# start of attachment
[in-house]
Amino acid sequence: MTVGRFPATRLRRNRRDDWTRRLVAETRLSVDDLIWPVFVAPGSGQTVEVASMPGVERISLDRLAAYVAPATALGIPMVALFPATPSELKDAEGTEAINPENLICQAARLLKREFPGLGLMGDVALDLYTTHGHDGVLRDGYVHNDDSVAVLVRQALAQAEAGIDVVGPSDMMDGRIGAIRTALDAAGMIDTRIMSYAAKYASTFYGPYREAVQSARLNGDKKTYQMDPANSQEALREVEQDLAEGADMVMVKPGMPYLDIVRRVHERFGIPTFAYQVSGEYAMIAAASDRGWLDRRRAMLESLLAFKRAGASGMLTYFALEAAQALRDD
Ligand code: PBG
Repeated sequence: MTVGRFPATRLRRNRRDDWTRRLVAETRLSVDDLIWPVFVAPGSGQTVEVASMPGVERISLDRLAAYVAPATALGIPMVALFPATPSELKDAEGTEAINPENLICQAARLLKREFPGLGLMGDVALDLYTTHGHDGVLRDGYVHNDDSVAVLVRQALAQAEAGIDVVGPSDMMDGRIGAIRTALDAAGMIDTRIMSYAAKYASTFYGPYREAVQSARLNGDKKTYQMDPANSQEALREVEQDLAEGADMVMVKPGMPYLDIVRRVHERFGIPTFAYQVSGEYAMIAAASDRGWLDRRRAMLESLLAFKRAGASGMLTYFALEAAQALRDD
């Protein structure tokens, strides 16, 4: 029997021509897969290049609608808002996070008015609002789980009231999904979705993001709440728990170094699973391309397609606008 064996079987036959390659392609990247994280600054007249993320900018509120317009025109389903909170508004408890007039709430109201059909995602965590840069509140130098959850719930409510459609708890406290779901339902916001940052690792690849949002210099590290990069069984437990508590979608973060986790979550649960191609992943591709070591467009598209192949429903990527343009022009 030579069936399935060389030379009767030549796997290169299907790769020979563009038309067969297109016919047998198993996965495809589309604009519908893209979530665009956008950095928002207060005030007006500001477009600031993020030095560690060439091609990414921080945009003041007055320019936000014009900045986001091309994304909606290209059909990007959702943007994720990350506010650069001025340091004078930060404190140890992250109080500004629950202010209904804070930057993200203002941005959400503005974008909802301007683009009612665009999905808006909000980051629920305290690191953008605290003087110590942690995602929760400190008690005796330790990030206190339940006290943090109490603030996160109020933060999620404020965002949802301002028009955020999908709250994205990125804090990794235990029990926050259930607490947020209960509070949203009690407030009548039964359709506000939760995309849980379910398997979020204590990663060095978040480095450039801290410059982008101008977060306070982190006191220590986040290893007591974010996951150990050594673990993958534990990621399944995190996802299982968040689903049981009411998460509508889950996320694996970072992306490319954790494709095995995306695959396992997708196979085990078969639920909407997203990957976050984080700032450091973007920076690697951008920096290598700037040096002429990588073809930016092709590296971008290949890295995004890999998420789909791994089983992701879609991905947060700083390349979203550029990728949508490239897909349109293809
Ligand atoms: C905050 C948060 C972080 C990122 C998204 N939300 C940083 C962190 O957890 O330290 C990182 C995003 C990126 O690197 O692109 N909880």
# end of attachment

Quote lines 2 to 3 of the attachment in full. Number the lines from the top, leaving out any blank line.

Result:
Amino acid sequence: MTVGRFPATRLRRNRRDDWTRRLVAETRLSVDDLIWPVFVAPGSGQTVEVASMPGVERISLDRLAAYVAPATALGIPMVALFPATPSELKDAEGTEAINPENLICQAARLLKREFPGLGLMGDVALDLYTTHGHDGVLRDGYVHNDDSVAVLVRQALAQAEAGIDVVGPSDMMDGRIGAIRTALDAAGMIDTRIMSYAAKYASTFYGPYREAVQSARLNGDKKTYQMDPANSQEALREVEQDLAEGADMVMVKPGMPYLDIVRRVHERFGIPTFAYQVSGEYAMIAAASDRGWLDRRRAMLESLLAFKRAGASGMLTYFALEAAQALRDD
Ligand code: PBG